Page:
GIANTS star Josh Kelly has given a rare insight into what it's been like to have been the subject of intense media speculation over his contract status over the past few seasons.

Kelly, a Victorian and one of the game's elite onballers, has been the focus of constant talk about his footy future since 2017.

Despite the media frenzy that followed him throughout that season, Kelly starred for the GIANTS and he knocked back a multi-year, multi-million dollar offer from North Melbourne to re-sign with the GIANTS for two years on the eve of the finals.

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He was named in the Virgin Australia AFL All Australian side and won the best and fairest award a few weeks later.

But the speculation about Kelly leaving the GIANTS to return home to Melbourne never died away and the 24-year-old is once again out of contract at the end of this season, with no new deal locked away.

The GIANTS have carefully managed the media opportunities of Kelly – and fellow out-of-contract star Stephen Coniglio – preferring to let him concentrate on his footy, but it hasn't stopped the constant flow of stories, rumours and innuendo about where he'll continue his career beyond 2019.

He opened up his experiences with the media on the GIANTS' podcast The Footy Phil with co-captain Phil Davis.

"I really appreciate the media and love what they do for the game, but when I'm in the situation I'm in with my contract, I'm very wary about what I say," Kelly said.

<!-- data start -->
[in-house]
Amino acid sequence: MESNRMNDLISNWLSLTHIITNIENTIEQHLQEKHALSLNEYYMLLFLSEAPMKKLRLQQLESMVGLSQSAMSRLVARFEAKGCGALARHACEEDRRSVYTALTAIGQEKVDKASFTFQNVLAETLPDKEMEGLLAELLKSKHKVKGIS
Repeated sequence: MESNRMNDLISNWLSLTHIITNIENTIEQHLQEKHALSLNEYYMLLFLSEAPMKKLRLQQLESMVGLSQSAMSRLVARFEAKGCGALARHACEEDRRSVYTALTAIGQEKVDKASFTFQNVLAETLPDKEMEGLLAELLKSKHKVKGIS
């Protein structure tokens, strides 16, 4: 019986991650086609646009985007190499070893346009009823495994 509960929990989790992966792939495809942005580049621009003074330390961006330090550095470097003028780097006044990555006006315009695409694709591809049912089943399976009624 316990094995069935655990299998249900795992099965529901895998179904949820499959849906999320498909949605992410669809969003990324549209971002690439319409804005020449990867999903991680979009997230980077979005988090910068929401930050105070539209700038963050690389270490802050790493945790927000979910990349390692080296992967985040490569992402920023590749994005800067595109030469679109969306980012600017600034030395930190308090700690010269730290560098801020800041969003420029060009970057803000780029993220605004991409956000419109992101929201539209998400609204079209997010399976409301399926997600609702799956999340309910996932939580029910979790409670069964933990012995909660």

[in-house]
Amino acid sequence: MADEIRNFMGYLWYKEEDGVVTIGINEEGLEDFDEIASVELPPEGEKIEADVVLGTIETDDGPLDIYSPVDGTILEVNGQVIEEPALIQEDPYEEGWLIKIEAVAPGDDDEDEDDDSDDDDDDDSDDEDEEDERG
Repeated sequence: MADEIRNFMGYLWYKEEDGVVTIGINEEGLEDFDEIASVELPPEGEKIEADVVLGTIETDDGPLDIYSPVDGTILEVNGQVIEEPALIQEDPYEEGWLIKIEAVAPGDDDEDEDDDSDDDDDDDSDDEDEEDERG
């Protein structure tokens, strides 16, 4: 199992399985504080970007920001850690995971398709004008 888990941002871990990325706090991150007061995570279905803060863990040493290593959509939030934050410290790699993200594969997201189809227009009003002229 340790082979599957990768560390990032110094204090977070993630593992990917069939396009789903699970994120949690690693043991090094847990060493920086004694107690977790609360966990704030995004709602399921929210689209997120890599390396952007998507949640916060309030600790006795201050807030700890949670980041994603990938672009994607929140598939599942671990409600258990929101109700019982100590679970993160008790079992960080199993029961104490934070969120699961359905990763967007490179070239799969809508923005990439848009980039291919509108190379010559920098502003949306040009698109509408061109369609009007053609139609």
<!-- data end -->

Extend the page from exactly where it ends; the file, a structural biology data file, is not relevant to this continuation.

"I enjoy speaking to the media and getting a story out there for people to read and hear the truth, but when you have to hang onto your every word (because of the potential) to have that be twisted (negatively), that's my only issue with it.

"I understand the media's place in the game but sometimes it's more about wanting to get an article (published) for the sake of having an article out there.

"That's when I have an issue with it and having been out of contract a couple of times now, that's when it sometimes leads down that road."

Kelly said players deserve to have more control about the way they're portrayed by the media, especially with the amount of footy coverage fans can devour these days.

"Over the last couple of years, we're starting to see players calling out articles or journalists that are potentially sensationalising things and missing the mark," he said.

"That's not to make the journalists look bad, but as players we're kept accountable every week for our performances and how we go about our lives day to day.

"I think that's important because journalists are writing about our lives and informing the people, and those people quite often believe what they read, and perception is reality sometimes."